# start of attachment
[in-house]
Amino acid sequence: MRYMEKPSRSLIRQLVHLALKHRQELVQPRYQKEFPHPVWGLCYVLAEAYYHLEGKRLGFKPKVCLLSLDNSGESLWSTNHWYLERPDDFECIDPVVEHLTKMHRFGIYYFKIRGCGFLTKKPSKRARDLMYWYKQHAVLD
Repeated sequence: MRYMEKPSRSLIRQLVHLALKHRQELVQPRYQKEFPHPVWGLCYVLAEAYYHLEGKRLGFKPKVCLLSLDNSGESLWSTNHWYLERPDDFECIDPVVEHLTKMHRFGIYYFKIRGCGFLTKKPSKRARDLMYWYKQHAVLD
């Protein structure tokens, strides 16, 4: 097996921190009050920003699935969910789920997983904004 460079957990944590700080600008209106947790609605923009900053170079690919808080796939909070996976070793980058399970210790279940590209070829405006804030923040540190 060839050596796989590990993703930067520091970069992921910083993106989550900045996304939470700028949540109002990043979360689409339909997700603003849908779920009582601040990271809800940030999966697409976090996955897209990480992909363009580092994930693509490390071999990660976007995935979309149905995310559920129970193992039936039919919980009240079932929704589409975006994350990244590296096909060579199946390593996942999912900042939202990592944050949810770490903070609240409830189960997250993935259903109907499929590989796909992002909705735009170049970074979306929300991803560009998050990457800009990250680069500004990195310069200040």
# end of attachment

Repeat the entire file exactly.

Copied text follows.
[in-house]
Amino acid sequence: MRYMEKPSRSLIRQLVHLALKHRQELVQPRYQKEFPHPVWGLCYVLAEAYYHLEGKRLGFKPKVCLLSLDNSGESLWSTNHWYLERPDDFECIDPVVEHLTKMHRFGIYYFKIRGCGFLTKKPSKRARDLMYWYKQHAVLD
Repeated sequence: MRYMEKPSRSLIRQLVHLALKHRQELVQPRYQKEFPHPVWGLCYVLAEAYYHLEGKRLGFKPKVCLLSLDNSGESLWSTNHWYLERPDDFECIDPVVEHLTKMHRFGIYYFKIRGCGFLTKKPSKRARDLMYWYKQHAVLD
């Protein structure tokens, strides 16, 4: 097996921190009050920003699935969910789920997983904004 460079957990944590700080600008209106947790609605923009900053170079690919808080796939909070996976070793980058399970210790279940590209070829405006804030923040540190 060839050596796989590990993703930067520091970069992921910083993106989550900045996304939470700028949540109002990043979360689409339909997700603003849908779920009582601040990271809800940030999966697409976090996955897209990480992909363009580092994930693509490390071999990660976007995935979309149905995310559920129970193992039936039919919980009240079932929704589409975006994350990244590296096909060579199946390593996942999912900042939202990592944050949810770490903070609240409830189960997250993935259903109907499929590989796909992002909705735009170049970074979306929300991803560009998050990457800009990250680069500004990195310069200040």